Dr Dermot Walls

Biography

Dermot Walls is an Associate Professor at Dublin City University.

He graduated with a BSc (Hons) in Microbiology (1984) and later a PhD in Molecular Biology/Virology (1988) from the National University of Ireland, Galway. He previously worked at the Institut Gustave Roussy (Oncogenic Virus Laboratory CNRS URA 1301) in Paris, France, where he held fellowships from the European Molecular Biology Organisation (EMBO), the Association pour la Recherche sur le Cancer (ARC) and the Centre National de la Recherche Scientifique (CNRS). He spent 2005-2006 on sabbatical leave at the Kimmel Comprehensive Cancer Center (Viral Oncology Programme) in Johns Hopkins University, Baltimore (MD., USA).

Research Expertise

PhD Students

  • PhD Student #1
  • PhD Student #2
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Select Publications

Manipulation of the toll-like receptor 7 signaling pathway by Epstein-Barr virus
  Silva ER, Cooney G, Hamley IW, Alves WA, Lee S, O'Connor BF, Reza M, Ruokolainen J, Walls D.HJ Martin, JM Lee, D Walls, SD Hayward      2007      Journal of Virology
Epstein-Barr virus (EBV) infection of primary B cells causes B-cell activation and proliferation. Activation of B cells requires binding of antigen to the B-cell receptor and a survival signal from ligand-bound CD40, signals that are provided by the EBV LMP1 and LMP2A latency proteins. Recently, Toll-like receptor (TLR) signaling has been reported to provide a third B-cell activation stimulus. The interaction between the EBV and TLR pathways was therefore investigated. Both UV-inactivated and untreated EBV upregulated the expression of TLR7 and downregulated the expression of TLR9 in naive B cells. UV-inactivated virus transiently stimulated naive B-cell proliferation in the presence of the TLR7 ligand R837, while addition of the TLR7 antagonist IRS 661 impaired cell growth induced by untreated EBV. Interferon regulatory factor 5 (IRF-5) is a downstream mediator of TLR7 signaling. IRF-5 was induced following EBV infection, and IRF-5 was expressed in B-cell lines with type III latency. Expression of IRF-5 in this setting is surprising since IRF-5 has tumor suppressor and antiviral properties. B-cell proliferation assays provided evidence that EBV modulates TLR7 signaling responses. Examination of IRF-5 transcripts identified a novel splice variant, V12, that was induced by EBV infection, was constitutively nuclear, and acted as a dominant negative form in IRF-5 reporter assays. IRF-4 negatively regulates IRF-5 activation, and IRF-4 was also present in type III latently infected cells. EBV therefore initially uses TLR7 signaling to enhance B-cell proliferation and subsequently modifies the pathway to regulate IRF-5 activity.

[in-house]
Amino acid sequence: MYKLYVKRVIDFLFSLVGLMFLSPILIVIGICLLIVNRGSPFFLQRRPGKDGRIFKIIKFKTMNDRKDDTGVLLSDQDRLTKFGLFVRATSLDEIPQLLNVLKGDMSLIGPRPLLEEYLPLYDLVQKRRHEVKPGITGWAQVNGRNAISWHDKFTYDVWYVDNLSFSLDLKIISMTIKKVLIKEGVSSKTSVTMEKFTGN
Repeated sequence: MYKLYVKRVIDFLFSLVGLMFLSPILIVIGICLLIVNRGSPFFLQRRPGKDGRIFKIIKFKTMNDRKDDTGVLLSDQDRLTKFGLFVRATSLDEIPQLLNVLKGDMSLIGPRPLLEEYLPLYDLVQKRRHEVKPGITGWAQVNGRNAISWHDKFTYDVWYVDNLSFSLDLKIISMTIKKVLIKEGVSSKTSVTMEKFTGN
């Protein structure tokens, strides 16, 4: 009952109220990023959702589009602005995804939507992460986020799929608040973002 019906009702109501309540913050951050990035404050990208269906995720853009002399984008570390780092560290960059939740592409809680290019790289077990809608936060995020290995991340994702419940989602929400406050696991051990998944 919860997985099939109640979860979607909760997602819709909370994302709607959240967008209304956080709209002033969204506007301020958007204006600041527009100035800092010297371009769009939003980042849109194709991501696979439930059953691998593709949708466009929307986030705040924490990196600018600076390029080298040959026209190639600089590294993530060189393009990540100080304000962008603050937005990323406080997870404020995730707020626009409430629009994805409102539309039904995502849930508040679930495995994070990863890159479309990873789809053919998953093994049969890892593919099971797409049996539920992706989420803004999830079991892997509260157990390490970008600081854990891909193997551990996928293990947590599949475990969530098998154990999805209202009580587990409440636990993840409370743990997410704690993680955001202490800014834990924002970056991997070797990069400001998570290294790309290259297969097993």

Tagging recombinant proteins to enhance solubility and aid purification
  Dermot Walls, Sinéad T Loughran      2011      Protein Chromatography
Protein fusion technology has enormously facilitated the efficient production and purification of individual recombinant proteins. The use of genetically engineered affinity and solubility-enhancing polypeptide “tags” has increased greatly in recent years and there now exists a considerable repertoire of these that can be used to solve issues related to the expression, stability, solubility, folding, and purification of their fusion partner. In the case of large-scale proteomic studies, the development of purification procedures tailored to individual proteins is not practicable, and affinity tags have therefore become indispensable tools for structural and functional proteomic initiatives that involve the expression of many proteins in parallel. Here, the rationale and applications of a range of established and more recently developed solubility-enhancing and affinity tags are outlined.

 

The bfl-1 gene is transcriptionally upregulated by the Epstein-Barr virus LMP1, and its expression promotes the survival of a Burkitt's lymphoma cell line
  Triona M. O'Connell, Damien King, Chandra K Dixit, Brendan O'Connor, Dermot Walls, Jens DucréeBrendan D'Souza, Martin Rowe, Dermot Walls      2000      Journal of Virology

The recently identified bfl-1 gene (also known asA1 or GRS), a homologue of bcl-2, encodes an antiapoptotic protein that suppresses apoptosis induced by the p53 tumor suppressor protein and exhibits proliferative and potent cooperative transforming activities. We show that elevated levels of bfl-1 mRNA are a feature of Epstein-Barr virus (EBV)-immortalized B-cell lines and Burkitt’s lymphoma cell lines expressing the full spectrum of EBV latent proteins. Using an EBV-negative Burkitt’s lymphoma cell line in which the expression of EBV latent membrane protein 1 (LMP1) is inducibly regulated by tetracycline, we demonstrate that LMP1 expression coincides with a dramatic increase in the level ofbfl-1 mRNA. Also in this system, an increase in the level of Bcl-2 protein was seen to occur earlier than that ofbcl-2 mRNA, suggesting that both transcriptional and translational mechanisms are involved in the control of Bcl-2 expression by LMP-1. We show that elevated bfl-1mRNA stability can contribute to this effect of LMP-1, thus providing evidence of a novel mechanism of gene regulation by this EBV protein. Upregulation ofbfl-1 by LMP1 was not observed in the T-cell line Jurkat or the epithelial cell line C33A. Ectopic expression of Bfl-1 in an EBV-positive cell line exhibiting a latency type I infection protects against apoptosis induced by growth factor deprivation, thereby providing a functional role for Bfl-1 in this cellular context and adding Bfl-1 to the list of antiapoptotic proteins whose expression is modulated by EBV. This is the first report of the regulation of bfl-1expression by a viral protein, and this novel finding may thus represent an important link between the EBV oncoprotein LMP1 and its cellular growth-transforming properties.

 

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